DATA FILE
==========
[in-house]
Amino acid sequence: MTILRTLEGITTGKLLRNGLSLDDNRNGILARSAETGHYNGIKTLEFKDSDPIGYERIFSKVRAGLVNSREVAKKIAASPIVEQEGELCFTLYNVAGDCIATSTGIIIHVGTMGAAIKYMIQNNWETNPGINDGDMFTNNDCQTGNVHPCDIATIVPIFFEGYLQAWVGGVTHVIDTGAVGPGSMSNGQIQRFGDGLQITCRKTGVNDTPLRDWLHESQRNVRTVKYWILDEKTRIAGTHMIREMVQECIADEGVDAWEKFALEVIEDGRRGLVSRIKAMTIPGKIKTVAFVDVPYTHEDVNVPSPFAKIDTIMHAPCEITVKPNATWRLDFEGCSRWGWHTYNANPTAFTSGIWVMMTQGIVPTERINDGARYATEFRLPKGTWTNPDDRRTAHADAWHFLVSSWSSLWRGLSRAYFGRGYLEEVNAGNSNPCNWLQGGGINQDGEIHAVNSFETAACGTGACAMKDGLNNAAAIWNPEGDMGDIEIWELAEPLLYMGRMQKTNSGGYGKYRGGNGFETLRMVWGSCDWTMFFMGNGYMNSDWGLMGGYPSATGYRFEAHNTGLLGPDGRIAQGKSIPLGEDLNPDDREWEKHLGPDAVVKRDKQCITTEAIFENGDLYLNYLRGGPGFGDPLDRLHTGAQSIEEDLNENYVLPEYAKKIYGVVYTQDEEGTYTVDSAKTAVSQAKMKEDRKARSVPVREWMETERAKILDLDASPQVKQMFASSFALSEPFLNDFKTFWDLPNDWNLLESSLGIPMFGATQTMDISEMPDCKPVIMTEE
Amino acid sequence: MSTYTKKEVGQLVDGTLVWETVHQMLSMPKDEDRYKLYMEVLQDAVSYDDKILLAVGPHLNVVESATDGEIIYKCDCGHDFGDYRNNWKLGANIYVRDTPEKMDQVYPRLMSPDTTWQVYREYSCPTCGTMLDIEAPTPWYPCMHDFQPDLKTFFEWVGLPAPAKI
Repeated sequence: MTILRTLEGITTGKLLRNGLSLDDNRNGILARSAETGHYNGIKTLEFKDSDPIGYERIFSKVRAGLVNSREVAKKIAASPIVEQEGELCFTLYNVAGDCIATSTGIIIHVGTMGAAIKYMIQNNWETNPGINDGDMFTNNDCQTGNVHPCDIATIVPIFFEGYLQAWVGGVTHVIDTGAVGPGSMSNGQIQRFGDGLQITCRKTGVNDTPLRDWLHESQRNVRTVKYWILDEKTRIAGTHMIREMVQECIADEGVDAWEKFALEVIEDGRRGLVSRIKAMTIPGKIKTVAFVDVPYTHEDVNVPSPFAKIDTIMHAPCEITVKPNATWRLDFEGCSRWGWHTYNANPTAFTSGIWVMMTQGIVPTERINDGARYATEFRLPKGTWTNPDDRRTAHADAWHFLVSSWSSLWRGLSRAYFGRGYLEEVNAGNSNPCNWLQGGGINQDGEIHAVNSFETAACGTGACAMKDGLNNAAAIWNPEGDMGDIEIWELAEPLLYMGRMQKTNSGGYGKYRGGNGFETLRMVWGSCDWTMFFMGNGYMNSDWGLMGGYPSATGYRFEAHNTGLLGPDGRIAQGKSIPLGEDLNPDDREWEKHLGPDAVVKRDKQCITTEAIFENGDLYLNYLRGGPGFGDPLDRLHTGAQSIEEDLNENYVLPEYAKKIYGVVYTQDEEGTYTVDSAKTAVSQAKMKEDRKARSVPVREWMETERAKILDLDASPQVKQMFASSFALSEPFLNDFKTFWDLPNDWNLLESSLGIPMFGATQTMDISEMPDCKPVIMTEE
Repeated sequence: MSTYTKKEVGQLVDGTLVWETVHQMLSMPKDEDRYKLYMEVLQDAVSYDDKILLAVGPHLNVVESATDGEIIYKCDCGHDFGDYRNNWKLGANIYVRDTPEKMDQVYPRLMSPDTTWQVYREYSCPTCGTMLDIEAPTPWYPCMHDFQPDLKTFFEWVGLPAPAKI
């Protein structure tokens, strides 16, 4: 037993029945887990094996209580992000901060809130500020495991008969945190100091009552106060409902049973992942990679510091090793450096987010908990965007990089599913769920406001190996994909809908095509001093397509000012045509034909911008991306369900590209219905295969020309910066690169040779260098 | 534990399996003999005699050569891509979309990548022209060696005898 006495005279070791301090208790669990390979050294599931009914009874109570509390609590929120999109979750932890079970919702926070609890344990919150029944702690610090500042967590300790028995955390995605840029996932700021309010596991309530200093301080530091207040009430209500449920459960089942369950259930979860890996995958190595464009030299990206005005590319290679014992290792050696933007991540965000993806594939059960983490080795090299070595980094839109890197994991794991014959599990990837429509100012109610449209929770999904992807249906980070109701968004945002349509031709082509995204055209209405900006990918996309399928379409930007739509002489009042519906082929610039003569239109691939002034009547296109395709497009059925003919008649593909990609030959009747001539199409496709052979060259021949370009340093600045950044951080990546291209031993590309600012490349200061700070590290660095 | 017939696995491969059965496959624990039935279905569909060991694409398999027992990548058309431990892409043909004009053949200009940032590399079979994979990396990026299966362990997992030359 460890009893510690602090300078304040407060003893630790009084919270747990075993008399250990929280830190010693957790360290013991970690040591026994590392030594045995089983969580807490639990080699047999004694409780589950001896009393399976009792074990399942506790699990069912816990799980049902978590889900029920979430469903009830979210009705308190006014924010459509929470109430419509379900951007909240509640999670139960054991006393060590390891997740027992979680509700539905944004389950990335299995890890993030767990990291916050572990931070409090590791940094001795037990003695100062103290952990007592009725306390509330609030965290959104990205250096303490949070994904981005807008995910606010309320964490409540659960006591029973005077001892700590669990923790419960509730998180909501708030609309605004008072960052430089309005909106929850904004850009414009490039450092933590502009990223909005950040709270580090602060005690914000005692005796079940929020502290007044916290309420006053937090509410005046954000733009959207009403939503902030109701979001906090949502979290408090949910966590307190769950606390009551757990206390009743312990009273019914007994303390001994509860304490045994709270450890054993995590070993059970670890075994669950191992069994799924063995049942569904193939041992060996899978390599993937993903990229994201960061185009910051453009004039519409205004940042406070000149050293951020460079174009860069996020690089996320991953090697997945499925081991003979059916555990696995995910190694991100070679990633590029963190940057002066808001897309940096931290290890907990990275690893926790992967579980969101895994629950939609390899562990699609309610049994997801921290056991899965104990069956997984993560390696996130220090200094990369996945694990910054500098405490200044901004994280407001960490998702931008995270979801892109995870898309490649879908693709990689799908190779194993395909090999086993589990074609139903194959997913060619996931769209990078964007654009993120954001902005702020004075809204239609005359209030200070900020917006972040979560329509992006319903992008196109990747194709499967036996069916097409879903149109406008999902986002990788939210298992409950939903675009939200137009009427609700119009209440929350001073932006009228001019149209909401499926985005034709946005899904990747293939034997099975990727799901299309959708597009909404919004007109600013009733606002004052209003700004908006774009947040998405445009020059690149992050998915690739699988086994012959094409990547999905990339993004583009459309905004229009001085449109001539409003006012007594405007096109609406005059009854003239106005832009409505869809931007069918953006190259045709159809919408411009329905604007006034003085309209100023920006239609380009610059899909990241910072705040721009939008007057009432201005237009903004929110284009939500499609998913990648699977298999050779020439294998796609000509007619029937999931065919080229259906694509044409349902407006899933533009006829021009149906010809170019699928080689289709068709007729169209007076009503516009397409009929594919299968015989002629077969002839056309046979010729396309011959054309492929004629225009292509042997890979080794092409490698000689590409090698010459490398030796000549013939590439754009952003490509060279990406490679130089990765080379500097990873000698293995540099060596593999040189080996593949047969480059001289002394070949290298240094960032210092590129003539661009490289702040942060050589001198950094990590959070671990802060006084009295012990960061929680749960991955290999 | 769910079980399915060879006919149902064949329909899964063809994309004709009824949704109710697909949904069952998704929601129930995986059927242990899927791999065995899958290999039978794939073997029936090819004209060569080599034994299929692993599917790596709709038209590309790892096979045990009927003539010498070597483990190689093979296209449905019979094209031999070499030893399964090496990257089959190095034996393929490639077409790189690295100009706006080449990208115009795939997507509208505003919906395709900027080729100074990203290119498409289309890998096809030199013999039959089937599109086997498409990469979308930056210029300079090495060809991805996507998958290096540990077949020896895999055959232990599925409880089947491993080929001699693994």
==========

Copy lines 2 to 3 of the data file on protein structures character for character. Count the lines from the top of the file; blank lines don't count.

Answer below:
Amino acid sequence: MTILRTLEGITTGKLLRNGLSLDDNRNGILARSAETGHYNGIKTLEFKDSDPIGYERIFSKVRAGLVNSREVAKKIAASPIVEQEGELCFTLYNVAGDCIATSTGIIIHVGTMGAAIKYMIQNNWETNPGINDGDMFTNNDCQTGNVHPCDIATIVPIFFEGYLQAWVGGVTHVIDTGAVGPGSMSNGQIQRFGDGLQITCRKTGVNDTPLRDWLHESQRNVRTVKYWILDEKTRIAGTHMIREMVQECIADEGVDAWEKFALEVIEDGRRGLVSRIKAMTIPGKIKTVAFVDVPYTHEDVNVPSPFAKIDTIMHAPCEITVKPNATWRLDFEGCSRWGWHTYNANPTAFTSGIWVMMTQGIVPTERINDGARYATEFRLPKGTWTNPDDRRTAHADAWHFLVSSWSSLWRGLSRAYFGRGYLEEVNAGNSNPCNWLQGGGINQDGEIHAVNSFETAACGTGACAMKDGLNNAAAIWNPEGDMGDIEIWELAEPLLYMGRMQKTNSGGYGKYRGGNGFETLRMVWGSCDWTMFFMGNGYMNSDWGLMGGYPSATGYRFEAHNTGLLGPDGRIAQGKSIPLGEDLNPDDREWEKHLGPDAVVKRDKQCITTEAIFENGDLYLNYLRGGPGFGDPLDRLHTGAQSIEEDLNENYVLPEYAKKIYGVVYTQDEEGTYTVDSAKTAVSQAKMKEDRKARSVPVREWMETERAKILDLDASPQVKQMFASSFALSEPFLNDFKTFWDLPNDWNLLESSLGIPMFGATQTMDISEMPDCKPVIMTEE
Amino acid sequence: MSTYTKKEVGQLVDGTLVWETVHQMLSMPKDEDRYKLYMEVLQDAVSYDDKILLAVGPHLNVVESATDGEIIYKCDCGHDFGDYRNNWKLGANIYVRDTPEKMDQVYPRLMSPDTTWQVYREYSCPTCGTMLDIEAPTPWYPCMHDFQPDLKTFFEWVGLPAPAKI